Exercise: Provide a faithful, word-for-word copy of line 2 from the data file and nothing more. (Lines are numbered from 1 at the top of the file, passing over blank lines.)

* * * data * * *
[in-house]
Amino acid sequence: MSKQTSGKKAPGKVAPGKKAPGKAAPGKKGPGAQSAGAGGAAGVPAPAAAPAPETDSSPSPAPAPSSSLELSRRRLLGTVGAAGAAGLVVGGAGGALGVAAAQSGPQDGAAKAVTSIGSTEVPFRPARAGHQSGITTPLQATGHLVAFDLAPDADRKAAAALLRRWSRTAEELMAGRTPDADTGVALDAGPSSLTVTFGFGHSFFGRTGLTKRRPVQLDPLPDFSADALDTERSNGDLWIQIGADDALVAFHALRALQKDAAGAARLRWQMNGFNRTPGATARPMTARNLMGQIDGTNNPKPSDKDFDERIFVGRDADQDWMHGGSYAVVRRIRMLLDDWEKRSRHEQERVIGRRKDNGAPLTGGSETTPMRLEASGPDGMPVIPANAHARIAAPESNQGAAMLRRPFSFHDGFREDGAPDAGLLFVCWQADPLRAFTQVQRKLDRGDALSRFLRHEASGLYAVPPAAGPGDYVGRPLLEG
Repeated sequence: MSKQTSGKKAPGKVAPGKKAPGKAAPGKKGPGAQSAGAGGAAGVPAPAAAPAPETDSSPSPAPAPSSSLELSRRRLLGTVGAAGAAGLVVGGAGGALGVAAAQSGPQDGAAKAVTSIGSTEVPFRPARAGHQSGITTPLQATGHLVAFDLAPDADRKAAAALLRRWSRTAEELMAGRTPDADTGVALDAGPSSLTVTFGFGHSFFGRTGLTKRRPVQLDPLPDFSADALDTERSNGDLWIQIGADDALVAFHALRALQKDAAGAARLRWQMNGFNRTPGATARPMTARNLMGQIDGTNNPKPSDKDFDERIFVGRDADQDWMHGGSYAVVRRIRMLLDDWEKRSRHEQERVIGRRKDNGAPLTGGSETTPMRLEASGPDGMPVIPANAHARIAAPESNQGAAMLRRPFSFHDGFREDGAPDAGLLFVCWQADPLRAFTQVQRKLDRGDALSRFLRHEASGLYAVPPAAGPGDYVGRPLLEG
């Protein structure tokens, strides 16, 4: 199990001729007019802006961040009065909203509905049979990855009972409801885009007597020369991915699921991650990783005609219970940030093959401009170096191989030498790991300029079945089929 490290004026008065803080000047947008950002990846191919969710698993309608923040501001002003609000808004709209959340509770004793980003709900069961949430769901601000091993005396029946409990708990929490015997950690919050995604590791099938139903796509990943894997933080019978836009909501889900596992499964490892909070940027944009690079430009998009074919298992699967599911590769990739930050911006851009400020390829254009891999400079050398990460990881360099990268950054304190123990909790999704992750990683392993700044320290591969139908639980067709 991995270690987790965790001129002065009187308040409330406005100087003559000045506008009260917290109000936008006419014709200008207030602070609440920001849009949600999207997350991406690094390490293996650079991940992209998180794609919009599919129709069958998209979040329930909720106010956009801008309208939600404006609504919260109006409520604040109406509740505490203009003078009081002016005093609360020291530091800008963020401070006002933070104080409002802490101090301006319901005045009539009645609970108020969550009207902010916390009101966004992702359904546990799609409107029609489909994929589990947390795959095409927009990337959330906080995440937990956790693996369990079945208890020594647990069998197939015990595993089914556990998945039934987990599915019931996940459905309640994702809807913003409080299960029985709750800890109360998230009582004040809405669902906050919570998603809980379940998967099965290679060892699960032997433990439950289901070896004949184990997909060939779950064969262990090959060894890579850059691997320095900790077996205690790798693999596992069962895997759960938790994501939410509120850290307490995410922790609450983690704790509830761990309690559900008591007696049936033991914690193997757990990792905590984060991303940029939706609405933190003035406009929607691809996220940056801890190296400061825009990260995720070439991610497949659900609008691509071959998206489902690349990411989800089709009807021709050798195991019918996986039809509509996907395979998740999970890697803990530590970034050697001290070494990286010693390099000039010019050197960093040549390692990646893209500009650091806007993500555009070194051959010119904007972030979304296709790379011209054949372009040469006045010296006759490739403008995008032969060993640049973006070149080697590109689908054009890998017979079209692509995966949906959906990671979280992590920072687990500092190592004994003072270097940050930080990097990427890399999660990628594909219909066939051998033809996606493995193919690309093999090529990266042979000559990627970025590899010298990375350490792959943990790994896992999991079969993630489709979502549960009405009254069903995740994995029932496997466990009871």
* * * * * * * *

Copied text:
Amino acid sequence: MSKQTSGKKAPGKVAPGKKAPGKAAPGKKGPGAQSAGAGGAAGVPAPAAAPAPETDSSPSPAPAPSSSLELSRRRLLGTVGAAGAAGLVVGGAGGALGVAAAQSGPQDGAAKAVTSIGSTEVPFRPARAGHQSGITTPLQATGHLVAFDLAPDADRKAAAALLRRWSRTAEELMAGRTPDADTGVALDAGPSSLTVTFGFGHSFFGRTGLTKRRPVQLDPLPDFSADALDTERSNGDLWIQIGADDALVAFHALRALQKDAAGAARLRWQMNGFNRTPGATARPMTARNLMGQIDGTNNPKPSDKDFDERIFVGRDADQDWMHGGSYAVVRRIRMLLDDWEKRSRHEQERVIGRRKDNGAPLTGGSETTPMRLEASGPDGMPVIPANAHARIAAPESNQGAAMLRRPFSFHDGFREDGAPDAGLLFVCWQADPLRAFTQVQRKLDRGDALSRFLRHEASGLYAVPPAAGPGDYVGRPLLEG